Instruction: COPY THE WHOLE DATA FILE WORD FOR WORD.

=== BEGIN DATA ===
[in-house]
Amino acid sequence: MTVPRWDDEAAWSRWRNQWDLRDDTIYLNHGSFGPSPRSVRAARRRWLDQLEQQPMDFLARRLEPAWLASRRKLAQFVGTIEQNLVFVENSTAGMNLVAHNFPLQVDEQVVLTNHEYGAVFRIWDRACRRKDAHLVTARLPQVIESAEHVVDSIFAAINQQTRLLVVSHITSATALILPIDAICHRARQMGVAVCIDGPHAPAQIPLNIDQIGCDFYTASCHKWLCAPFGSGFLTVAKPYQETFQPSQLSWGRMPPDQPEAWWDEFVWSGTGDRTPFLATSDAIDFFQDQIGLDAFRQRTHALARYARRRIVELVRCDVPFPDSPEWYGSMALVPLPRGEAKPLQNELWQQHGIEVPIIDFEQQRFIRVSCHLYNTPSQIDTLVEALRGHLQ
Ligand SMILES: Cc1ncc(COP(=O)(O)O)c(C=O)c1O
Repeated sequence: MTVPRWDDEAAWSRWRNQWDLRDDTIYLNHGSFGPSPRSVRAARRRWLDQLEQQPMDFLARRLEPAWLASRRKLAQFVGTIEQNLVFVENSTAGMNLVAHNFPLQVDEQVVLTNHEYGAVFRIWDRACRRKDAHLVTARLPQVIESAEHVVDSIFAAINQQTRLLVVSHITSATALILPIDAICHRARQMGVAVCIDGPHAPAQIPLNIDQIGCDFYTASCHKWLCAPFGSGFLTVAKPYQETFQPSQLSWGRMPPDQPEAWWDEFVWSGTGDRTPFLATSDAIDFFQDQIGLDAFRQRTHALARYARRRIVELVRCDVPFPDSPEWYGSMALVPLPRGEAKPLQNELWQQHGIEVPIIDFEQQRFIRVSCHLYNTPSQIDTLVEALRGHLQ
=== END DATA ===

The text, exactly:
[in-house]
Amino acid sequence: MTVPRWDDEAAWSRWRNQWDLRDDTIYLNHGSFGPSPRSVRAARRRWLDQLEQQPMDFLARRLEPAWLASRRKLAQFVGTIEQNLVFVENSTAGMNLVAHNFPLQVDEQVVLTNHEYGAVFRIWDRACRRKDAHLVTARLPQVIESAEHVVDSIFAAINQQTRLLVVSHITSATALILPIDAICHRARQMGVAVCIDGPHAPAQIPLNIDQIGCDFYTASCHKWLCAPFGSGFLTVAKPYQETFQPSQLSWGRMPPDQPEAWWDEFVWSGTGDRTPFLATSDAIDFFQDQIGLDAFRQRTHALARYARRRIVELVRCDVPFPDSPEWYGSMALVPLPRGEAKPLQNELWQQHGIEVPIIDFEQQRFIRVSCHLYNTPSQIDTLVEALRGHLQ
Ligand SMILES: Cc1ncc(COP(=O)(O)O)c(C=O)c1O
Repeated sequence: MTVPRWDDEAAWSRWRNQWDLRDDTIYLNHGSFGPSPRSVRAARRRWLDQLEQQPMDFLARRLEPAWLASRRKLAQFVGTIEQNLVFVENSTAGMNLVAHNFPLQVDEQVVLTNHEYGAVFRIWDRACRRKDAHLVTARLPQVIESAEHVVDSIFAAINQQTRLLVVSHITSATALILPIDAICHRARQMGVAVCIDGPHAPAQIPLNIDQIGCDFYTASCHKWLCAPFGSGFLTVAKPYQETFQPSQLSWGRMPPDQPEAWWDEFVWSGTGDRTPFLATSDAIDFFQDQIGLDAFRQRTHALARYARRRIVELVRCDVPFPDSPEWYGSMALVPLPRGEAKPLQNELWQQHGIEVPIIDFEQQRFIRVSCHLYNTPSQIDTLVEALRGHLQ